South Bruce council says no to immediate vote on nuclear waste plan
TEESWATER, ONT. -- South Bruce Mayor Robert Buckle says now is not the time to have a community vote on the possibility of burying nuclear waste near Teeswater.
“Due to the medical crisis we have right now, we cannot have a referendum. Furthermore, we have to make sure that people in South Bruce are familiar with all the pros and cons, because this project is going to have a tremendous effect on our community, not only now but for generations,” he says.
The decision on where to bury Canada’s high-level nuclear waste is down to the Municipality of South Bruce, near Teeswater, and Ignace, in Northern Ontario.
The Nuclear Waste Management Organization (NWMO) is looking for a home for 5.2 million used nuclear fuel bundles, that remain dangerously radioactive for centuries.
About 1,300 acres of land north of Teeswater has been optioned by the NWMO, as a potential site to bury the waste, forever.
Michelle Stein is a local farmer who lives directly beside the proposed site. She is leading a local group opposed to the plan.
Protect our Waterways - No Nuclear Waste presented a petition to South Bruce council with 1,500 local signatures against the project Tuesday night. They’re asking council for a community vote on the nuclear waste plan as soon as possible.
“We’re trying to let them know that it’s time for them to listen to their constituents. There’s a lot of us who are not willing to host the nuclear dump. And it’s time the community gets a vote to decide what’s going on,” Stein says.
Hundreds took part in a rolling protest of the nuclear waste plan after presenting the petition Tuesday night.
Emily Clark and Audrey Bross were a part of that protest.
“If the community votes for this, then that’s what the community votes and we’ll have to take our signs down, but before that happens, I think this should be a democratic process and the people of South Bruce should have a say,” says Clark.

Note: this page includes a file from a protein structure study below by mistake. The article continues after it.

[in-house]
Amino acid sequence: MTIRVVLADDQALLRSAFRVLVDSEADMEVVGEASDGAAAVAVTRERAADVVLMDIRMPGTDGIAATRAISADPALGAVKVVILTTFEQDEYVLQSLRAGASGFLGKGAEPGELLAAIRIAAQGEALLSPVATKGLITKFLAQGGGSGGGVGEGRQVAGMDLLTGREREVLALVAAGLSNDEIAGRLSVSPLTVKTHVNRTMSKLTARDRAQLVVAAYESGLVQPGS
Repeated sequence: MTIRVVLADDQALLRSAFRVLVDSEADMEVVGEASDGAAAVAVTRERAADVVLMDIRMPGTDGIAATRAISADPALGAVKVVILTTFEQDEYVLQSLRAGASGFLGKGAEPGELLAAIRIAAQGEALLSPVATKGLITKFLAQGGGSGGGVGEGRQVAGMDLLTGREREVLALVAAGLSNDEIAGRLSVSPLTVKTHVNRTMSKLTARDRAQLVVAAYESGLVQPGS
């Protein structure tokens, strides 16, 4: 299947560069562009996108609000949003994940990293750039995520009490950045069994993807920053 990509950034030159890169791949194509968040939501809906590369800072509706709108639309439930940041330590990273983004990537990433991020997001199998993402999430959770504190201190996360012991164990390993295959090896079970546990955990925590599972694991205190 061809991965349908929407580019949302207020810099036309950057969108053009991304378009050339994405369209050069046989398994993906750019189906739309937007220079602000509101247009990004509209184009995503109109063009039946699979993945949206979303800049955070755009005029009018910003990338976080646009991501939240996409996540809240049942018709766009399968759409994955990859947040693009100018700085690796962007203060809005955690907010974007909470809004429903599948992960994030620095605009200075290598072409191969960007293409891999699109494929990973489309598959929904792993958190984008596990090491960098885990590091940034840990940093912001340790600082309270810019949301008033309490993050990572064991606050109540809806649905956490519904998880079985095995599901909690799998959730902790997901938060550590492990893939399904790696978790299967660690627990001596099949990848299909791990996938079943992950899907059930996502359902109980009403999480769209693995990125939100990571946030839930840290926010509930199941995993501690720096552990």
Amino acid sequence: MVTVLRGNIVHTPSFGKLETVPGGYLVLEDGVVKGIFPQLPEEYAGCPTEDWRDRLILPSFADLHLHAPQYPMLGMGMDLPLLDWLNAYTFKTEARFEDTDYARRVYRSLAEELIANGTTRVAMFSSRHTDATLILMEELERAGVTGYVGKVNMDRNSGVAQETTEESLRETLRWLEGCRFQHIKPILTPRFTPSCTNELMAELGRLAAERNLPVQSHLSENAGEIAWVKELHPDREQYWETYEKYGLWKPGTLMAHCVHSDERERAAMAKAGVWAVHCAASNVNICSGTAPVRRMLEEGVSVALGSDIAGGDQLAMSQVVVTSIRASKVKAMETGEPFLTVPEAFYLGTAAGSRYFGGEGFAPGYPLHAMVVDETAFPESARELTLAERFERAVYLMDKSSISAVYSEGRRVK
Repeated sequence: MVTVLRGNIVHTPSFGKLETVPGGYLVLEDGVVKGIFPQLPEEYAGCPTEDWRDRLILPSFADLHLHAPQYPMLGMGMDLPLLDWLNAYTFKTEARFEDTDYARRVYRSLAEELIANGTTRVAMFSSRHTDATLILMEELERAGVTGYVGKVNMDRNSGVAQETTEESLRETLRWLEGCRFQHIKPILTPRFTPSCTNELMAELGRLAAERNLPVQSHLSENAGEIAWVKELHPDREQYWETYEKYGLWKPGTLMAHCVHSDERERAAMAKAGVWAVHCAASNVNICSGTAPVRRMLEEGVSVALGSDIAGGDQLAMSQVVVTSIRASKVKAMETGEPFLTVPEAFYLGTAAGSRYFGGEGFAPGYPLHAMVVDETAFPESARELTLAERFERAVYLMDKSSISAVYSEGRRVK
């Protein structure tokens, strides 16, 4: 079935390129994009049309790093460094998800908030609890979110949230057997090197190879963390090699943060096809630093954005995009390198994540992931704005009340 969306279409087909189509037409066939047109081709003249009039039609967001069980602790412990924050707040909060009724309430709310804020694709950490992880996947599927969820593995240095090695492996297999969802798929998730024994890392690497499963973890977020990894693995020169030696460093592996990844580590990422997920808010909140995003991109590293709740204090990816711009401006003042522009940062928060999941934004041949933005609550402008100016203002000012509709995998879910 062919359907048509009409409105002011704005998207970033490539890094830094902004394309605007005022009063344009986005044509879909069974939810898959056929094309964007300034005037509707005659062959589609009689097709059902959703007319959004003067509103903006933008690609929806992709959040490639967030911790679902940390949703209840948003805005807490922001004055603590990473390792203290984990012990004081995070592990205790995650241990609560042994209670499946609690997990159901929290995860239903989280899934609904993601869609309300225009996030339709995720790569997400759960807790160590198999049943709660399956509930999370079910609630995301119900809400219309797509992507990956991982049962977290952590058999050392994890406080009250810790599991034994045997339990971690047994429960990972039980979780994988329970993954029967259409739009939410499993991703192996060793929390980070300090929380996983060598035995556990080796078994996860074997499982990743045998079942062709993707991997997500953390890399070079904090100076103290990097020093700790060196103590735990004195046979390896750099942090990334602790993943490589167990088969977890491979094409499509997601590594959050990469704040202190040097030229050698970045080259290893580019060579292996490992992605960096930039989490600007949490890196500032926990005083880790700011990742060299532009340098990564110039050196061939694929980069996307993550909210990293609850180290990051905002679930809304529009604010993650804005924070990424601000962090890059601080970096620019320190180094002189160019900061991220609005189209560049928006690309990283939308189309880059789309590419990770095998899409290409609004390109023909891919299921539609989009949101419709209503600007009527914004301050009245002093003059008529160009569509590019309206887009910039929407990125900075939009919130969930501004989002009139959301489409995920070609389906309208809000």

“I’m not against nuclear energy. I have tons of friends and family who work at the (Bruce Power) nuclear plant. That’s not what this is about. It’s about throwing waste in the ground when it could leak into the Great Lakes,” says Bross.
But another group called Willing to Listen has also come forward, asking South Bruce council to continue in the process.
In a statement to council, the group says, “We are submitting this letter to council in support of continuing forward in this process, so we can gather more information on the site, environment evaluations, and the potential opportunities that this project bring to the area.”
The Nuclear Waste Management Organization wants to have a site picked for the underground nuclear waste facility by 2023. South Bruce Mayor, Bob Buckle says that leaves the community plenty of time to make a decision whether they’re in support of the plan or not.
“I am not in favour of the council deciding whether it comes or not, it has to come from the public. But the public has to be well informed first,” Buckle says.
Stein says an online petition in opposition of the project. has garnered over 10,000 signatures from across Canada.